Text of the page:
cause, it can in fact lodge in the metal flow and can definately
create this issue. I want people to know that there are many causes of
this including what Mr. Grandi said, however the sprue, gates, air
bubbles in the waxes, proper investment mixing and cleanliness of
flasks can all contribute to this issue. I believe using great care in
all the processes, including checking the waxes for airbubbles, yet
not eliminating any of the other check points, will save headaches for
all down the road. I just want to make certain that everyone
understands to look at the entire process, not just limit their
thought process to one point and think that that is the problem or
the solution. Any questions, feel free to contact me at
@Joe_Lovato. Joe Lovato Neutec/USA


#5

Hi John, actually, when going back to the original statement From Kate
which mentioned a “pin hole on the surface of the casting leading to
a large amount of investment inside the pin hole when burred out”…
This is, as I said, An airpocket only. Investment can break off as we
all know , but I have never had this problem unless a wax wash was
used and it did not properly dry before investing. wax wash in a crack
in the wax will break off because it weakens the invesment.
Daniel Grandi


#6

�Hola a todos! With all the respect that I also have for the
interesting and vast commentaries of Mr. Grandi I can not agree more
with Joe Lovato; The person from which I learned more about the theory
of casting was Mr. Cliff Wilson who had an enormouse experience on
Industrial (aeronautical) and jewelry investment casting. I heard him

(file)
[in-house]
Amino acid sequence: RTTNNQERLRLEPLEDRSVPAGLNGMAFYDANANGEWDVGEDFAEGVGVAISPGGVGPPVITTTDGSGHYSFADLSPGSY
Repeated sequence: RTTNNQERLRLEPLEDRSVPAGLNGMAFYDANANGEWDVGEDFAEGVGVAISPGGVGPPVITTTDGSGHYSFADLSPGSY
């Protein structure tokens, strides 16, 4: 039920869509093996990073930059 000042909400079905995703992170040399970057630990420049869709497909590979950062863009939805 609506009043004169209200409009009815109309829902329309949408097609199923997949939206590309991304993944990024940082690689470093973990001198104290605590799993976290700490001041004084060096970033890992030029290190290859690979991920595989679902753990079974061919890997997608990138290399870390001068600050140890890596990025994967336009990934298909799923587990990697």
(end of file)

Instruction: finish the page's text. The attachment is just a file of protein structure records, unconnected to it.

thousands of times repeat the words “process control”. He insisted
again and again in cleaning through the whole process and controling
all the possible variables including air bubbles on waxes, proper
spueing, investment mixing time, water/powder ratios, avoiding old
investment residues, careful transportation of the flask, etc. All
this might cause investment inclusions of a geometrical form (not
round as gas bubbles).

Arq. David C. Duhne
Director Tecnico y Comercial
Diamantex S.A. de C.V.
www.diamantex.com


#7

Hi Kate, I don’t disagree with you …but what I must state is that
there is a method to analyzing what is causing a particular defect in
a casting… and your original statement which mentioned that you
found a tiny pin hole on the surface of the casting and when you dug
into this, you found investment.

Well, … this is caused by an air pocket in the wax 99.99% of the
time…

Investment that has broken off while pouring will look different when
analyzed… The other things that you mentioned in your email were
also correct.

What I am trying to do when I reply to any email is to explain the
reason why that Particular deffect happened so that whomever has
that particular problem will know what to look for. I believe I did
exactly that in relationship to that specific problem.

I could also explain how to analyze all the different causes of
defects in castings, But that was not my intent in that particular
email.

Hope this helps to clarify my previous statements. Daniel Grandi


#8

Hi Joe Lovato, I would suggest that you read exactly what I said and
you will notice that my statement had to do with a “pinhole visible
in the cast product and after opening up this pin hole, there was
investment inside” This is without doubt , caused by an airpocket in
the wax. It is also a fact that other things may cause a similar effect
and all of that was mentioned in previous emails about the subject.

I personally have never seen investment break off in a casting unless
the wax had left over, undried wax wash or incorrectly mixed
investment. In rare cases, sprueing can have this effect and has to
do with correct flow patterns from the spue through the piece.

Other than that…what can be said is that there are extremely
complex parts that are cast that have sharp edges,thin sections,thick
sections ,holes,strange flow patterns all in the same piece … and
we don’t get breakage or inclusions… in these parts … done in
quantities of 1000 pcs at a time… The few times we have had a
problem were directly related to an accidental bad mix in investing
or the wax wash was not dry in every area of the piece.

We do inspect our waxes with a magnifier to eliminate air pockets in
the wax.

Daniel Grandi